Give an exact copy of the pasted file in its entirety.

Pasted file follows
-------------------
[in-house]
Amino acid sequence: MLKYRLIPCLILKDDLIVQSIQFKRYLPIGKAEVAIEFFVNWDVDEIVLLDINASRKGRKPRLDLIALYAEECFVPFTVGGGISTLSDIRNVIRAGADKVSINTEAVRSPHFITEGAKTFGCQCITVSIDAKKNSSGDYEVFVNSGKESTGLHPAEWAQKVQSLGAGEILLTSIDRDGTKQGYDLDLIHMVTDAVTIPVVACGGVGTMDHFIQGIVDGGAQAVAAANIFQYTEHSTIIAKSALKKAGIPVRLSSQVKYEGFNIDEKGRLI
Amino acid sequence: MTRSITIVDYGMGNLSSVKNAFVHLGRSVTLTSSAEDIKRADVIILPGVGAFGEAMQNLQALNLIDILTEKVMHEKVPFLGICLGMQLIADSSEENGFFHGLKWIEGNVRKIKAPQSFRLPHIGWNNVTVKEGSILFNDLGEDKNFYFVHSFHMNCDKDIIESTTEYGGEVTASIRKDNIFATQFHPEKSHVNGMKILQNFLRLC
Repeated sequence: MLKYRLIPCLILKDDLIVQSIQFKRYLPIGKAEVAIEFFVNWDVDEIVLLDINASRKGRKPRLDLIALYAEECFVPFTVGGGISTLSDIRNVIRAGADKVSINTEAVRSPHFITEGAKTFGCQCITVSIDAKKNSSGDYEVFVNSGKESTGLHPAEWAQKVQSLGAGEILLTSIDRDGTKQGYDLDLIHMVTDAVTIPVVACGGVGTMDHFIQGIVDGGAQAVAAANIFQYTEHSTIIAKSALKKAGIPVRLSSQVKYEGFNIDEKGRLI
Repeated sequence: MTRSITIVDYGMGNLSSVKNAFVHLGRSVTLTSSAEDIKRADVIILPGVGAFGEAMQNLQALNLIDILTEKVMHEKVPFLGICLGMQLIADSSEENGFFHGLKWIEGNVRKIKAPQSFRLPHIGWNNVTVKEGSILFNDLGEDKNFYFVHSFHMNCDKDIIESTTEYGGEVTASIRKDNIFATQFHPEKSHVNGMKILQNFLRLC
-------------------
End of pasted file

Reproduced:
[in-house]
Amino acid sequence: MLKYRLIPCLILKDDLIVQSIQFKRYLPIGKAEVAIEFFVNWDVDEIVLLDINASRKGRKPRLDLIALYAEECFVPFTVGGGISTLSDIRNVIRAGADKVSINTEAVRSPHFITEGAKTFGCQCITVSIDAKKNSSGDYEVFVNSGKESTGLHPAEWAQKVQSLGAGEILLTSIDRDGTKQGYDLDLIHMVTDAVTIPVVACGGVGTMDHFIQGIVDGGAQAVAAANIFQYTEHSTIIAKSALKKAGIPVRLSSQVKYEGFNIDEKGRLI
Amino acid sequence: MTRSITIVDYGMGNLSSVKNAFVHLGRSVTLTSSAEDIKRADVIILPGVGAFGEAMQNLQALNLIDILTEKVMHEKVPFLGICLGMQLIADSSEENGFFHGLKWIEGNVRKIKAPQSFRLPHIGWNNVTVKEGSILFNDLGEDKNFYFVHSFHMNCDKDIIESTTEYGGEVTASIRKDNIFATQFHPEKSHVNGMKILQNFLRLC
Repeated sequence: MLKYRLIPCLILKDDLIVQSIQFKRYLPIGKAEVAIEFFVNWDVDEIVLLDINASRKGRKPRLDLIALYAEECFVPFTVGGGISTLSDIRNVIRAGADKVSINTEAVRSPHFITEGAKTFGCQCITVSIDAKKNSSGDYEVFVNSGKESTGLHPAEWAQKVQSLGAGEILLTSIDRDGTKQGYDLDLIHMVTDAVTIPVVACGGVGTMDHFIQGIVDGGAQAVAAANIFQYTEHSTIIAKSALKKAGIPVRLSSQVKYEGFNIDEKGRLI
Repeated sequence: MTRSITIVDYGMGNLSSVKNAFVHLGRSVTLTSSAEDIKRADVIILPGVGAFGEAMQNLQALNLIDILTEKVMHEKVPFLGICLGMQLIADSSEENGFFHGLKWIEGNVRKIKAPQSFRLPHIGWNNVTVKEGSILFNDLGEDKNFYFVHSFHMNCDKDIIESTTEYGGEVTASIRKDNIFATQFHPEKSHVNGMKILQNFLRLC